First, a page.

Euro Too Risky as Dollar Moves Up

Posted May 29, 2010

During the currency trading session on Friday, risk prevailed as the worry for investors. The move to the dollar happened again.

 

The US dollar increased for its longest string of monthly against the euro during the Friday currency trading session. It has not had this number of daily gains against the euro since 2000. The move away from the euro is due to investor concerns about the large amounts of debt in the euro zone as well as the fiscal cutbacks that are so significant that need to occur throughout Europe. The move away from riskier assets like the euro forced investors to turn to the safe haven of the US dollar.

Spain Credit Rating

The situation only worsened on Friday for the euro zone when Fitch Ratings, a national credit rating agency, downgraded Spain’s foreign and local currency issuer default ratings to AA+ from an AAA rating.

This instantly caused the euro to fall, and by the end of the trading session, the euro fell from US $1.2356 as of Thursday to US $1.2144. The euro touched a four year low on the 19th of May, when it hit US $1.2144. Taking into consideration that the month is over for North American traders, as Monday is a national holiday in the United States and no trading will occur, the euro has fallen at its highest level in on month since January of 2009. This is the longest string of a falling euro since the spring of 2000. The currency was introduced in 1999. In the last six months, the euro has fallen by 18 percent.

US Dollar

As traders moved away from the euro, they bought the US dollar. The dollar benefited from risk aversion throughout the month, as did the Japanese yen. The ICE dollar index showed that the US dollar improved from 86.305 as of late Thursday to 86.611 as of Friday’s session. This index measures the US dollar against six other major currencies. The index also posted the biggest monthly again at the close of business since October of 2008.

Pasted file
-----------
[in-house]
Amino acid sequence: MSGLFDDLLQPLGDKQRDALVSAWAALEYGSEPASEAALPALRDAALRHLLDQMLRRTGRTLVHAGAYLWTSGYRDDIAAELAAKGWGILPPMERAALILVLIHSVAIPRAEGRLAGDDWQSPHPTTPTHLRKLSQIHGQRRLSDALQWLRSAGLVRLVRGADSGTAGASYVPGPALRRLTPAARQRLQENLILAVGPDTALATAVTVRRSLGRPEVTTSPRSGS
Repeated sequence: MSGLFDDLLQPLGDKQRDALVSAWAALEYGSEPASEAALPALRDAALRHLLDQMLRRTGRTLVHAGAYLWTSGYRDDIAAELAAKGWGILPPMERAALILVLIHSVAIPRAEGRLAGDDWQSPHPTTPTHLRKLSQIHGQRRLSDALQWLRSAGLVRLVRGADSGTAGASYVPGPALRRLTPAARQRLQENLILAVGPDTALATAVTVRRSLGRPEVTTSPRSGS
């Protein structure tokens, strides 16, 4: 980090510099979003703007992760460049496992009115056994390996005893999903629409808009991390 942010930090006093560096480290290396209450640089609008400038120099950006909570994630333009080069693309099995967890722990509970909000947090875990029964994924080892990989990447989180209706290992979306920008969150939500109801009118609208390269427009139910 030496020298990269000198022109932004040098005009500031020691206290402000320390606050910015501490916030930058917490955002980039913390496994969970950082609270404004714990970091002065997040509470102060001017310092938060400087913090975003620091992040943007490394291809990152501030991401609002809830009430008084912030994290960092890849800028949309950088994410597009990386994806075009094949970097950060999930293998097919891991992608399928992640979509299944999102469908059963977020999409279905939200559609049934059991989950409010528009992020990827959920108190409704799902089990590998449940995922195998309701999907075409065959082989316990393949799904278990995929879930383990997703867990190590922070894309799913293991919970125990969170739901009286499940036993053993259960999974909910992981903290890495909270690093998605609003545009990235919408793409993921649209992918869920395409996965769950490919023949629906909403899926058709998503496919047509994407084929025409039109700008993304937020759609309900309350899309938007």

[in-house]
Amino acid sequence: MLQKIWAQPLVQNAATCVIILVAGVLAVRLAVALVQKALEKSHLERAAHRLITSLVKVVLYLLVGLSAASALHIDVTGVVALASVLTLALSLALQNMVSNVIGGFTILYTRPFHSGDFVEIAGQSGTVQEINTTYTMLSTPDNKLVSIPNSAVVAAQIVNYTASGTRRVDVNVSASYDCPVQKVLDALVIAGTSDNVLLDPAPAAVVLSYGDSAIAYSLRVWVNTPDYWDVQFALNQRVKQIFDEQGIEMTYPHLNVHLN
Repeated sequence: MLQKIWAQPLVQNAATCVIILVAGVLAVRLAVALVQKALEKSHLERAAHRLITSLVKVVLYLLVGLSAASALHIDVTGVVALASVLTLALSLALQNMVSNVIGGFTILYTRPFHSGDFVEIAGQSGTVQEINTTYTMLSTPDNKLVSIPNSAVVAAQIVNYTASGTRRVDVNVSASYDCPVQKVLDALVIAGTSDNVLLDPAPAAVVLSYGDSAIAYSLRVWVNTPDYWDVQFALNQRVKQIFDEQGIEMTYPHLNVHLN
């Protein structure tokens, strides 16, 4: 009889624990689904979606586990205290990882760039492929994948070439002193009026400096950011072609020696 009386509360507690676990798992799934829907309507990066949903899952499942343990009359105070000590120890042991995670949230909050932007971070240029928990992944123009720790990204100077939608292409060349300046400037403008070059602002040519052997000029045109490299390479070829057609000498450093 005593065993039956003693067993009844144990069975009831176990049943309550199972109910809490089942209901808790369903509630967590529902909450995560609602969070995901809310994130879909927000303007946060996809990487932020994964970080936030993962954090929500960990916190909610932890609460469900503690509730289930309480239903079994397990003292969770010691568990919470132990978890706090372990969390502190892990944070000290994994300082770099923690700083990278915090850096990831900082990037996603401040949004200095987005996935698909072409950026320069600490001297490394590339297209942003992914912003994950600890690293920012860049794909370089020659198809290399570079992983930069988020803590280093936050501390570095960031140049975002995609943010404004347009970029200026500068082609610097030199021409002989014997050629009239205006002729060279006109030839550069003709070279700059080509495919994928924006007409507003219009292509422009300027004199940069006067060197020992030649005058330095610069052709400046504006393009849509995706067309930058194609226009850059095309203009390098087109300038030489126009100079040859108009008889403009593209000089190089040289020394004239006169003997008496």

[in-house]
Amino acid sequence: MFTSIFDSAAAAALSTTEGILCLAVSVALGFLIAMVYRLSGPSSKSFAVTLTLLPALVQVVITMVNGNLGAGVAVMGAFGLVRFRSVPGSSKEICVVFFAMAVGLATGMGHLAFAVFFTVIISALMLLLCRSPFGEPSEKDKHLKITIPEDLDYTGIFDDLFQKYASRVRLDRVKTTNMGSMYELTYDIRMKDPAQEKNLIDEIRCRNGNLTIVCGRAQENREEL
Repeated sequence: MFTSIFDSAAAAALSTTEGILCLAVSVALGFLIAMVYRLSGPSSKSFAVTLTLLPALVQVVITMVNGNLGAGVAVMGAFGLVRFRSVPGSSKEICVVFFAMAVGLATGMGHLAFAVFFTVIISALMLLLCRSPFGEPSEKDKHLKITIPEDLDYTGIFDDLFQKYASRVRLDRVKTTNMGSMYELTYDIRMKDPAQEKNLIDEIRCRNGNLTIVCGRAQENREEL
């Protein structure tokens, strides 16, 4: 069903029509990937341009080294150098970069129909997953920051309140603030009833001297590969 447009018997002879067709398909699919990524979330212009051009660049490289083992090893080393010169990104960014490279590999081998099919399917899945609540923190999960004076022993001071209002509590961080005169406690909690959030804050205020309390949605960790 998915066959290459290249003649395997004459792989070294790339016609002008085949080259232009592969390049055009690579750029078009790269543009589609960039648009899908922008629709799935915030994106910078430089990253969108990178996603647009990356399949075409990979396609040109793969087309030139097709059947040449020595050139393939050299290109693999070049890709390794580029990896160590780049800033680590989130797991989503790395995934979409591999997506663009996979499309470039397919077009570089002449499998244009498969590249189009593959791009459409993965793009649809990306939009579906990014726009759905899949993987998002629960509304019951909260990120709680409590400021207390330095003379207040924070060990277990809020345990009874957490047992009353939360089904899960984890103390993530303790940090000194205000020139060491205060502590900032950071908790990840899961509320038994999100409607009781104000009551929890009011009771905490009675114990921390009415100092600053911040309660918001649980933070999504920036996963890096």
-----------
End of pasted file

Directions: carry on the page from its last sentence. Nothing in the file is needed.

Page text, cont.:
Yen Fall

The US dollar did not change much during the trading session against the yen. However, it did give up some of its against in the Asian trading session as weak economic data out of Japan was released. The US dollar was at Y 90.85 as of late Thursday but moved to Y 90.91 during the day’s trading.

During the month of May, the US dollar fell from a high of Y 94.01. This is the largest slide for the dollar since the month of November. The reasoning behind this is simply risk aversion. The yen simply benefited better as investors traded to safer currencies.

Against the yen, the euro moved from Y 112.24 to Y 111.87 during the day’s trading session. Information out of Japan showed that the country saw a deflation during April, which other data released did provide some weaker information. Employment conditions in the country worsened.

The British, United States and Japanese markets will be closed on Monday in observance of national holidays.

 

 

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